Why we need to protect the Ngaruroro River

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More than a year after Forest & Bird applied for a water conservation order to protect the natural values of the Ngaruroro River in Hawke’s Bay, the Minister for the Environment has appointed a special tribunal to consider the application. Amelia Geary writes about why the river is so important.

While most rivers in the North Island have a single channel, the Ngaruroro is a rare example of a braided river.

Starting high in the Kaweka and Kaimanawa Ranges, it ducks and weaves through the tussock dominated landscape, before winding through forested valleys and the gorges of Kaweka Forest Park and breaking into lots of smaller channels on the Heretaunga Plains at Whanawhana.

But once the Ngaruroro enters the plains, there is change in the character of the catchment and river. Almost all the native vegetation on the plains has been cleared and there is extensive agricultural land use on the river’s flanks.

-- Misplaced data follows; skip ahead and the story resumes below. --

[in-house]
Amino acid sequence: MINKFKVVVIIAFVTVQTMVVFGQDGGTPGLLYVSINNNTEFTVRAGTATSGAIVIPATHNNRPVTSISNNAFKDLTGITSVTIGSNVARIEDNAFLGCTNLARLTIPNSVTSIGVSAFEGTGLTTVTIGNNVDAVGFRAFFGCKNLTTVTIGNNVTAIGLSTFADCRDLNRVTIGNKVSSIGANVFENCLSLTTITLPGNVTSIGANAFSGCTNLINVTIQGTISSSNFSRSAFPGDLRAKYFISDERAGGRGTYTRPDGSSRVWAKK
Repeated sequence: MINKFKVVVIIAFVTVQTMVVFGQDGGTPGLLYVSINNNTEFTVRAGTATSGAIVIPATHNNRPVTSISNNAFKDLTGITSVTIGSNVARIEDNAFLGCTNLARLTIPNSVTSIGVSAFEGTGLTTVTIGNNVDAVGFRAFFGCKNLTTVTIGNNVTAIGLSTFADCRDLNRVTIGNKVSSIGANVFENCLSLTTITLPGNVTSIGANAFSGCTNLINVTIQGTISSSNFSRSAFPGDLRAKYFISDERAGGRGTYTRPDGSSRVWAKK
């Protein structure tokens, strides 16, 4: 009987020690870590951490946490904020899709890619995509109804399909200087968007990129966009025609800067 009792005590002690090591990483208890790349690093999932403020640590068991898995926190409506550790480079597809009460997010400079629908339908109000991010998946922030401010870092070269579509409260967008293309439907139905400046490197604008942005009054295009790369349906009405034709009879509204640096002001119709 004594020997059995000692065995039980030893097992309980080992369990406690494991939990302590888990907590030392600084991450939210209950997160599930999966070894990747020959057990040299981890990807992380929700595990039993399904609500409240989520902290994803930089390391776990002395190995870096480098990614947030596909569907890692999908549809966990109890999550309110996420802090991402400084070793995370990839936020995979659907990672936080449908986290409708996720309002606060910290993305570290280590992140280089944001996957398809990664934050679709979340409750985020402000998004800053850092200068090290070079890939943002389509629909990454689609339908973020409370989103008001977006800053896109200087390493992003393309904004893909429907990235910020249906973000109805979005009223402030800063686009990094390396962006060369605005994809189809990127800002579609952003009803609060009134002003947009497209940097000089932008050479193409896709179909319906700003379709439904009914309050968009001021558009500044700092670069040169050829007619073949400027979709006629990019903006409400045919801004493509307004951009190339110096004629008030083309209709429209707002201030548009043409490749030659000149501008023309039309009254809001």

Despite the intense modification of the river’s lower reaches, you will find a range of native wildlife and plants on the Ngaruroro – some threatened with extinction. It is a breeding ground for banded dotterels and black-billed gulls, which (along with 25 other species) share the conservation status of “threatened” meaning they are at risk of extinction.

It is also home to braided river birds that rely on this habitat for food and shelter, including New Zealand pipits, bitterns, Caspian terns, grey ducks, pied stilts, and red-billed gulls.

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